One important factor absent from the coverage of auditor general Carol Bellringer’s scathing report on the failings of the province’s mine monitoring is the role of First Nations in providing solutions.
Bellringer’s report vindicates what B.C. First Nations have been saying for years — the Ministry of Energy and Mines and the Ministry of Environment fail to protect British Columbians from environmental risk. Monitoring of mine projects is weak and taxpayers are on the hook for damages because liability funding is woefully inadequate.
The auditor general calls for independent monitoring. First Nations are in the perfect position, with capacity building and training assistance, to provide this service through shared decision-making on permitting, and direct participation in independent monitoring and enforcement, through our own environmental Guardians programs.
Then there is the matter of taxpayers being on the hook for up to $1 billion in unfunded liabilities for mine remediation. That liability can only increase as new projects come on line.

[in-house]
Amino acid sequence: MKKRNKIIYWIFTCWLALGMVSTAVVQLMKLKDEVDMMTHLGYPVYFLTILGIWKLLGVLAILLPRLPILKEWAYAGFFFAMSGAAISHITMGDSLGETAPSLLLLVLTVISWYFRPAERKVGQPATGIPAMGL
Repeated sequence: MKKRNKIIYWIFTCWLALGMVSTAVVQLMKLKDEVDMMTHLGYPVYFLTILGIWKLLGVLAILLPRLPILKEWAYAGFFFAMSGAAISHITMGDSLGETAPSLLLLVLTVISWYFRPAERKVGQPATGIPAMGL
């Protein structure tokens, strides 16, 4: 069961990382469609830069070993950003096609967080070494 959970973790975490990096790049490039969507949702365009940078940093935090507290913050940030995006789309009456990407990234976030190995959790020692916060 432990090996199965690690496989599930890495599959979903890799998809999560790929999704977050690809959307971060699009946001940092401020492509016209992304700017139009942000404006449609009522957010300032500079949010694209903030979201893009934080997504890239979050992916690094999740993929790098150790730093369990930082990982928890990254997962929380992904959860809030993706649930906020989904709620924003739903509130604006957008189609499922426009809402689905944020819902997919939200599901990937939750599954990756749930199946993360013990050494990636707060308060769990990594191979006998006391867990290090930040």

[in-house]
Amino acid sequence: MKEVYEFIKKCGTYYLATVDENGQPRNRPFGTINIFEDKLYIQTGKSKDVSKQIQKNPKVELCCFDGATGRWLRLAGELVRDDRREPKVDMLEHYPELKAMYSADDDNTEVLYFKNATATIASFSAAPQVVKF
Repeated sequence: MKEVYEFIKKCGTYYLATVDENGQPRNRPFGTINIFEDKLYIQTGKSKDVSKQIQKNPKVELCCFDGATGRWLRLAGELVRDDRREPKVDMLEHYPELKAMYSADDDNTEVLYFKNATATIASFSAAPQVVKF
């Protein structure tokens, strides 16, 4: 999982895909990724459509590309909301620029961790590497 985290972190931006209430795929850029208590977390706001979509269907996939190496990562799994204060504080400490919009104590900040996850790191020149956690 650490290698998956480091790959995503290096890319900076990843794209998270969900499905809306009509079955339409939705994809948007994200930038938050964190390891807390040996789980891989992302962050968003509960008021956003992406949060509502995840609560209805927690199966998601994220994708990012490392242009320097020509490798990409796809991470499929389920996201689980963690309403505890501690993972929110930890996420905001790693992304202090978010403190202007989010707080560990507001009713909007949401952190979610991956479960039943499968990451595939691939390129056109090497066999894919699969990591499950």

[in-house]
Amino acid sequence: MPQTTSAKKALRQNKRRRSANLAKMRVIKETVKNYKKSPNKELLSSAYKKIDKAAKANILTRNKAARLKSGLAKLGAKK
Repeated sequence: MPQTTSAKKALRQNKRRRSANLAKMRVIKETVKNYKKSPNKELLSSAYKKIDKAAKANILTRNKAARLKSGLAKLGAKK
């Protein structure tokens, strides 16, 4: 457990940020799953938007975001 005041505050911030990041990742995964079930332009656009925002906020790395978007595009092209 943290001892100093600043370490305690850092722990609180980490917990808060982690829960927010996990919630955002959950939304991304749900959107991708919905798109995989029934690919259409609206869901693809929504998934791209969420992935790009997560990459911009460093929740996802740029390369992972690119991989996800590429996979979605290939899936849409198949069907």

This risk was pointed out last year in the First Nation’s Energy and Mining Council’s report on the threat of mining to northeastern B.C.’s watersheds. That report called, among other things, for a “superfund” to be created to ensure taxpayers are not left to pick up the tab for accidents and to make sure remedial work is done.
First Nations have not been waiting for the B.C. government to wake up. For example, the North Shuswap Tribal Council has already enacted its own detailed mining policy and tool kits, and others are following suit. We know that while ensuring only the right projects proceed in the right way is crucially important, so is ensuring that existing or future mines operate under the conditions laid down for them, that the effluents and other environmental impacts are properly monitored, and that remediation work is done.
Our First Nations know their lands and waters. We have a totally vested interest in ensuring they are protected as we are the ones on the front lines if anything goes wrong, as it did with Mount Polley.
If Mines Minister Bill Bennett and his government genuinely accept the auditor general’s report and want to respond in a meaningful way, they should immediately begin working with our First Nations to help them build the capacity and gain the training to set up Guardian programs.
Bev Sellars is chair of B.C.’s First Nations Women Advocating Responsible Mining.